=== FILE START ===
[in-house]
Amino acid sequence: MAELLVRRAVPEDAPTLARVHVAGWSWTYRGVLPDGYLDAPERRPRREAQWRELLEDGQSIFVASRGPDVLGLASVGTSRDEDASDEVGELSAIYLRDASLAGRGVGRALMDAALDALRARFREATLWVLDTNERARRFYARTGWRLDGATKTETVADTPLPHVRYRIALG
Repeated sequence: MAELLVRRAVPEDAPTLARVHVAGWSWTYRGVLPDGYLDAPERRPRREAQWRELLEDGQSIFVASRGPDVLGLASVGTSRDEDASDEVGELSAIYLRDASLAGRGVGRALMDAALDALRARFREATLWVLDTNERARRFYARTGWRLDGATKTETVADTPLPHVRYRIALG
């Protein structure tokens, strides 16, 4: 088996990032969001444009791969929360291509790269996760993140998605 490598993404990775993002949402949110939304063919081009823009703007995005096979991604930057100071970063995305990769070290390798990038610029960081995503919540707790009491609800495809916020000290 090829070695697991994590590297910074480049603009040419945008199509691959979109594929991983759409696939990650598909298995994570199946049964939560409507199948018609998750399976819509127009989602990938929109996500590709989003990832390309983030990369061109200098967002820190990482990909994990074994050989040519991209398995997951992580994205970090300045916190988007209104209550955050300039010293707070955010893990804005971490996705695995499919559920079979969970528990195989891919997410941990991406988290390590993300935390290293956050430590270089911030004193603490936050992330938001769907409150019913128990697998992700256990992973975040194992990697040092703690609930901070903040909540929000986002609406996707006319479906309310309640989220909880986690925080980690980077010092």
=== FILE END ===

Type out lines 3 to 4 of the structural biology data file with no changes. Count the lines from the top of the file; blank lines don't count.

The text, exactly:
Repeated sequence: MAELLVRRAVPEDAPTLARVHVAGWSWTYRGVLPDGYLDAPERRPRREAQWRELLEDGQSIFVASRGPDVLGLASVGTSRDEDASDEVGELSAIYLRDASLAGRGVGRALMDAALDALRARFREATLWVLDTNERARRFYARTGWRLDGATKTETVADTPLPHVRYRIALG
């Protein structure tokens, strides 16, 4: 088996990032969001444009791969929360291509790269996760993140998605 490598993404990775993002949402949110939304063919081009823009703007995005096979991604930057100071970063995305990769070290390798990038610029960081995503919540707790009491609800495809916020000290 090829070695697991994590590297910074480049603009040419945008199509691959979109594929991983759409696939990650598909298995994570199946049964939560409507199948018609998750399976819509127009989602990938929109996500590709989003990832390309983030990369061109200098967002820190990482990909994990074994050989040519991209398995997951992580994205970090300045916190988007209104209550955050300039010293707070955010893990804005971490996705695995499919559920079979969970528990195989891919997410941990991406988290390590993300935390290293956050430590270089911030004193603490936050992330938001769907409150019913128990697998992700256990992973975040194992990697040092703690609930901070903040909540929000986002609406996707006319479906309310309640989220909880986690925080980690980077010092």